Balancing your intentional life and your intentional holistic business…
As practitioners, we all care deeply about our clients and running a thriving, holistic business. But are you letting your business and client needs erode your own wellbeing, leaving your fuel tank on empty? Left unchecked over time, this is the recipe that practitioner burnout is made of. But we often don’t notice the signs indicating our lack of balance or our growing need for revitalization. Our busy practice has us looking in many directions, failing to notice that our own “out of fuel light that has been flashing for months or years.
People naturally change over time, but we don’t necessarily change our vision accordingly. If we don’t regularly check out our internal compass, we can find ourselves asking how we ended up where we are – out of gas on the side of the road, living on overdrive or just plain burned out with no SPARK in our daily lives and our holistic business suffering.
Want a Prescription that will give you fresh perspective? Listen to the dying!
Bonnie Ware is an Australian nurse who spent several years working in palliative care, caring for patients in the last 12 weeks of their lives. She recorded their dying epiphanies in a blog called Inspiration and Chai, which gathered so much attention that she put her observations into a book called The Top Five Regrets of the Dying. Excerpts below.
1. I wish I’d had the courage to live a life true to myself, not the life others expected of me.
“This was the most common regret of all. When people realize that their life is almost over and look back clearly on it, it is easy to see how many dreams have gone unfulfilled. Most people had not honored even a half of their dreams and had to die knowing that it was due to choices they had made, or not made. Health brings a freedom very few realize, until they no longer have it.”
2. I wish I hadn’t worked so hard.
“This came from EVERY male patient that I nursed. They missed their children’s youth and their partner’s companionship. Women also spoke of this regret, but as most were from an older generation, many of the female patients had not been breadwinners. All of the men I nursed deeply regretted spending so much of their lives on the treadmill of a work existence.”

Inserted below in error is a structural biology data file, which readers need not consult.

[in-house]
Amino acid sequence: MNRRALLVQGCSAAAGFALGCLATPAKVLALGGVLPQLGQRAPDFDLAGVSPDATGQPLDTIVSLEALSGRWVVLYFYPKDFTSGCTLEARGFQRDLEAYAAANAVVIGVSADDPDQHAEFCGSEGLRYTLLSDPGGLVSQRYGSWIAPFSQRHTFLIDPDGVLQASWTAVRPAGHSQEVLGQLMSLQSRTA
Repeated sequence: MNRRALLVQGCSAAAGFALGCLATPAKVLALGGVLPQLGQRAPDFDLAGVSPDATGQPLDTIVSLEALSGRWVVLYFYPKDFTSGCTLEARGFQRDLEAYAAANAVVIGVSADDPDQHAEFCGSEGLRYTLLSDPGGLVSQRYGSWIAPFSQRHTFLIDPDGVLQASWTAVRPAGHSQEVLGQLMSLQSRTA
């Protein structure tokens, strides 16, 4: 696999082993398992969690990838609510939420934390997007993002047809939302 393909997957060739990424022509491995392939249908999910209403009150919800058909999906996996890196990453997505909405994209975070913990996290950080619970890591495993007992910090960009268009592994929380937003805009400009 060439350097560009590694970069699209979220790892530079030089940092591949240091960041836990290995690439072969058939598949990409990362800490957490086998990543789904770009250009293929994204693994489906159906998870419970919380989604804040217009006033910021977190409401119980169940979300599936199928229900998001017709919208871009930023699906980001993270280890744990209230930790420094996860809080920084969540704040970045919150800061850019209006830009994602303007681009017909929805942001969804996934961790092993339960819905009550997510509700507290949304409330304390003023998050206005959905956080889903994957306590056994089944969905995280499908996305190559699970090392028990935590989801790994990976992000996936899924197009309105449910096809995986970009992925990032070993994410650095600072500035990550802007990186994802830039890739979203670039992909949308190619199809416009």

3. I wish I’d had the courage to express my feelings.
“Many people suppressed their feelings in order to keep peace with others. As a result, they settled for a mediocre existence and never became who they were truly capable of becoming. Many developed illnesses relating to the bitterness and resentment they carried as a result.”
4. I wish I had stayed in touch with my friends.
“Often they would not truly realize the full benefits of old friends until their dying weeks and it was not always possible to track them down. Many had become so caught up in their own lives that they had let golden friendships slip by over the years. There were many deep regrets about not giving friendships the time and effort that they deserved. Everyone misses their friends when they are dying.”
5. I wish that I had let myself be happier.
“This is a surprisingly common one. Many did not realize until the end that happiness is a choice. They had stayed stuck in old patterns and habits. The so-called ‘comfort’ of familiarity overflowed into their emotions, as well as their physical lives. Fear of change had them pretending to others, and to their selves, that they were content, when deep within, they longed to laugh properly and have silliness in their life again.”
We find that many practitioners are both inspired and tired. They are on purpose and yet overwhelmed. They are sometimes ashamed to find themselves too burned out to love their work or small business, even when they feel it is their life purpose.
We provide on line programs and coaching, specifically for practitioners that are about creating an intentional life balanced with an intentional private practice business. We recognize that as much as momentum and traction are important in business and life, that process is best balanced with quiet perspective, self audit, rest, extreme self-care and clarity before and while forging forward.
If you find yourself unsure about how to balance your intentional life and your intentional holistic business, or if you have lost that vital spark of vibrant purpose, heed the wisdom of the dying. It’s never too late to self prescribe a life or business “revamp”. It´s never too late to, find your balance and bliss, and create a life and business with renewed vitality!
For a FRESH perspective and some hands on help, just ask us for a free 30 minute consultation by emailing firstname.lastname@example.org .